CFA level 1 only - non-finance background

Hi all - new to this site. Thanks in advance for your feedback and perspectives.
About me:
I just got my first job in corporate strategy. I have no background in accounting or finance. None. I’m considering attempting the CFA level 1 in August, 2021. I am considering CFA level 1 because I want to pursue a career in strategy and general management. I do not plan to take levels 2 / 3. I do not plan on a career in portfolio management, nor do I want to be an equity analyst. I am hoping attempting CFA level 1 is a great way to acquire a base of financial knowledge that is sufficient for strategy and general management work.

My questions for the group are:

  1. I have no background in accounting or finance. None. I’ve never taken a single accounting or finance class. That said, is Kaplan Schweser going to be sufficient, presuming I put in the time? (300-350 hours of study) If it is likely not sufficient, what else would be typically required to pass?

  2. Is Kaplan Schweser considered the standard exam prep? I understand there are other options, but so far 3 people have pointed me to Kaplan.

Thanks again in advance

I’m going to be roasted for this, but if you are not planning on becoming a CFA and don’t need to take the exams to satisfy some educational requirement, then it is probably not worth it. The exams are $1,000 (well, about $500 if you register super-early) and they require substantial investment of your time (because there is too much material to go through). Just buy books instead.

CFA main strength is portfolio management (edit: and equities). While the exams cover other topics such as financial math, it does so at a very superficial level. Study notes in general also don’t do a very good job in teaching the material - they often give summaries with very little explanation of where a formula came from. Their objective is to make you pass the exams, not necessarily learn the material.

Many topics covered in the exam will be of little use to you, including ethics, probability, economics, derivatives (but again, except for ethics, these are covered at a very basic level). If you are considering level 1 because you think it will give you some credibility, then don’t. Nobody will bat an eye if you only passed level 1. Some would even argue the same if you only passed level 1 and 2.

You may be better off simply buying a book on finance and accounting. Accounting for dummies, for example, is $23 and may just provide a brief overview you need. As for management, you could get a book such as The First-Time Manager. It seems to provide a good guidance for new managers. I’m sure there are other excellent books on management.

I really appreciate the reply. As far as the exam content, my perspective is following, do you disagree?

Useful for my career in strategy or general management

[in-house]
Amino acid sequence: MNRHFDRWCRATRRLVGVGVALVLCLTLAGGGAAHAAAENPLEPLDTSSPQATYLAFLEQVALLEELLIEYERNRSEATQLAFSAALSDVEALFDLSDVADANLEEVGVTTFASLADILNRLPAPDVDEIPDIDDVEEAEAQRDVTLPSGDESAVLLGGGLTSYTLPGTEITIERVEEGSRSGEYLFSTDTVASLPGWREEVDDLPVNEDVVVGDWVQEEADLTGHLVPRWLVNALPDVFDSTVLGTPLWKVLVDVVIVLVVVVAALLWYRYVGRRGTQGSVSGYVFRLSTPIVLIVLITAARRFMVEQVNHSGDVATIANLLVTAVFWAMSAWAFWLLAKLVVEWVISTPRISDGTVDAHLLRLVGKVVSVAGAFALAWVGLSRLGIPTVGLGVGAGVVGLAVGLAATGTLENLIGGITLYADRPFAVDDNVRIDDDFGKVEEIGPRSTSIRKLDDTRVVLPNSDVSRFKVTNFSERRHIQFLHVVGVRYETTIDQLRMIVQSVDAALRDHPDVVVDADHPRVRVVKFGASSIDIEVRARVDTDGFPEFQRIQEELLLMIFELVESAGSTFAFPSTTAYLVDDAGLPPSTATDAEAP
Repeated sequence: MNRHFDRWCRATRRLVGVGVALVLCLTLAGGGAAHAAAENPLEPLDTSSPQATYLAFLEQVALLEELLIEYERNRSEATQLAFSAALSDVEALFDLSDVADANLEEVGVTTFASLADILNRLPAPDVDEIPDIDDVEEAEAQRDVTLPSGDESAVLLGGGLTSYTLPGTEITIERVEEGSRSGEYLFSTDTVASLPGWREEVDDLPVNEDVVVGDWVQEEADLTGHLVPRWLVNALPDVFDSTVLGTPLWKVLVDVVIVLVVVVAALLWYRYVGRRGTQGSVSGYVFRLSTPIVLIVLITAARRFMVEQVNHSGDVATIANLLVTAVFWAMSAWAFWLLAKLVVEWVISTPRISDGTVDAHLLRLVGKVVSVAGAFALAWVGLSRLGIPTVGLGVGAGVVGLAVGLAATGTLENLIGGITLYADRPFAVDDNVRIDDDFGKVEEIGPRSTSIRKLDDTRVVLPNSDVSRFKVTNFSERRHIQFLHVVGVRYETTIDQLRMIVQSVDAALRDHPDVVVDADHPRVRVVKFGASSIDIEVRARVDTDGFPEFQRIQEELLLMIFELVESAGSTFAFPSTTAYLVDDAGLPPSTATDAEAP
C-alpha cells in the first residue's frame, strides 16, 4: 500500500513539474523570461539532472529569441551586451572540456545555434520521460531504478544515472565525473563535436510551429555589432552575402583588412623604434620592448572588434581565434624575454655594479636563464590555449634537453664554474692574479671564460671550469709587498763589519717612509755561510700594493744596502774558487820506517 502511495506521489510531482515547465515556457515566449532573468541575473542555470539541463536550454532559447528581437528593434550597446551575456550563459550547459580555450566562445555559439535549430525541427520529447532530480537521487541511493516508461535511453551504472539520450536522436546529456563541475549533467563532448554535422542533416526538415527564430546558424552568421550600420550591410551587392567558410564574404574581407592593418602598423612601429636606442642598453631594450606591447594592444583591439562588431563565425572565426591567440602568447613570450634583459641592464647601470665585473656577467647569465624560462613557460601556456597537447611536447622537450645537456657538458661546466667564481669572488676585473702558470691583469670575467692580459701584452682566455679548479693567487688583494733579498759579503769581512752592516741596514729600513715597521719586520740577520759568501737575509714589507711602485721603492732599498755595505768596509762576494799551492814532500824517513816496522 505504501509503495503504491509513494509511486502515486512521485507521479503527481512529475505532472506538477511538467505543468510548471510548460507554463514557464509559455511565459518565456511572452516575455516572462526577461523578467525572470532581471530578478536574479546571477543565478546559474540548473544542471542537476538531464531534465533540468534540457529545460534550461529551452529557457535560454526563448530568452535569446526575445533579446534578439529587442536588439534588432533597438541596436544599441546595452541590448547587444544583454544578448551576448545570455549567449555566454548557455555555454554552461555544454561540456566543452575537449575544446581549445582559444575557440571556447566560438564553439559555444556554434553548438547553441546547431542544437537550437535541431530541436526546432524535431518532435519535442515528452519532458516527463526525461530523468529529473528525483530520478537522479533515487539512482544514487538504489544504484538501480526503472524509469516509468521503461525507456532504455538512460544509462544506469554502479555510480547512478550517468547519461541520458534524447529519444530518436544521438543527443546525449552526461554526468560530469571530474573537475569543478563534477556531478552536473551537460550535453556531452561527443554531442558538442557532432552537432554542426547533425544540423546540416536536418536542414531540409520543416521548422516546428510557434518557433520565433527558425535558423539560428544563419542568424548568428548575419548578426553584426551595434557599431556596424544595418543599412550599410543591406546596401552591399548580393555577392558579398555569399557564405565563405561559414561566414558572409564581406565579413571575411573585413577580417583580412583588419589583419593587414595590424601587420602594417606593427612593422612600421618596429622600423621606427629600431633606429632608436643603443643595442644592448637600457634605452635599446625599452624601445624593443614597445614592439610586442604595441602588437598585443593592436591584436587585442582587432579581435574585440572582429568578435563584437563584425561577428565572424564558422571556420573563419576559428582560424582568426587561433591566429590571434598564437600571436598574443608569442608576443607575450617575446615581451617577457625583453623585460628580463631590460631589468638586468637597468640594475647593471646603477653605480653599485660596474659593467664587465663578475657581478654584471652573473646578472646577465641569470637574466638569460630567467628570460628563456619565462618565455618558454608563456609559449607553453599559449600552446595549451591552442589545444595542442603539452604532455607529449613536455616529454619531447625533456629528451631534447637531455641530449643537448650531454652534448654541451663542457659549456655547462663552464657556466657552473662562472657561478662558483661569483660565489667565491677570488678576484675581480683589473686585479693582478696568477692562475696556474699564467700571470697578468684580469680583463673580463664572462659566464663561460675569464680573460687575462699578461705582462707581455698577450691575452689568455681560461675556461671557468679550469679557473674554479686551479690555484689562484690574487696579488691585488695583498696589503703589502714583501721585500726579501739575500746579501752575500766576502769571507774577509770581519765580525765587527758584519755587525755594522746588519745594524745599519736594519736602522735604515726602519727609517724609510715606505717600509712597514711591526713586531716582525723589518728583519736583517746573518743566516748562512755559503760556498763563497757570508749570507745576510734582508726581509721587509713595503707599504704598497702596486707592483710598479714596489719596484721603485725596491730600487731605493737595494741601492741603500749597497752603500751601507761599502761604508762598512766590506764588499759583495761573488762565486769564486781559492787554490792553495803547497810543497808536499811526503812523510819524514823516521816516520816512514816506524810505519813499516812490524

Quantitative methods
Financial Reporting and Analysis
Corporate Finance

Might be useful for personal wealth planning
Equity Investments
Fixed Income
Alternative Investments
Portfolio Management and Wealth Planning

Probably not useful for me
Ethical and professional standards

Self-study vs. level 1 exam
If my only goal is to learn the content, I can probably buy some books and just learn. That said, while passing level 1 CFA might not hold much market value, I’m aiming for jobs in strategy, analytics and management and saying “I passed level 1 CFA” proves I know some basic financial concepts more than “I read a book.”

Regarding cost, my company will help pay for materials and the exam if I pass

Have you talked to your employer about this? Does your employer or someone in a similar role in the company recommend that you take the level 1 exam? Books do a far better job at teaching the material in my view. With CFA level 1, you will be spending a lot of time on material you may not need. Time better spent elsewhere imo. For the material relevant to your profession, you will only learn the bare basics. And i do mean the bare basics. Having said that, I’m not a CFA. Maybe someone with plenty of experience as a CFA such as @s2000magician has a different opinion on this.

Thanks for the reply. That’s a logical question.

My direct manager said ‘sure’ he would pay for it. He seemed lukewarm toward the idea. I don’t think he thinks it’s necessary. That said, my education isn’t just about my current job, but every job I may have moving forward.

A senior leader in finance has told me to pursue it, he has a CFA and found it to be extremely valuable. I’m not currently in finance, I’m in strategy.

If you are considering CFA because you might change jobs, that’s a different story.
If you want to move away from strategy and into finance (dealing equities, etc), then yes, it would be wise to take the level 1 exam. In this case, it would be advisable to take the other 2 exams as well and obtain your charter. If you are interested on working on the risk management side of finance, you should pursue FRM instead. Do note that the FRM is more heavily focused on the quantitative/derivatives/etc side than CFA.

If your career goals are management and strategy, pursuing an MBA is probably a better bet than the CFA.

Thanks. MBA isn’t really interesting to me right now. It’s too expensive and time intensive.

The question at hand is: CFA level 1 for the reasons I cited above, or Coursera courses to build my knowledge of those topics?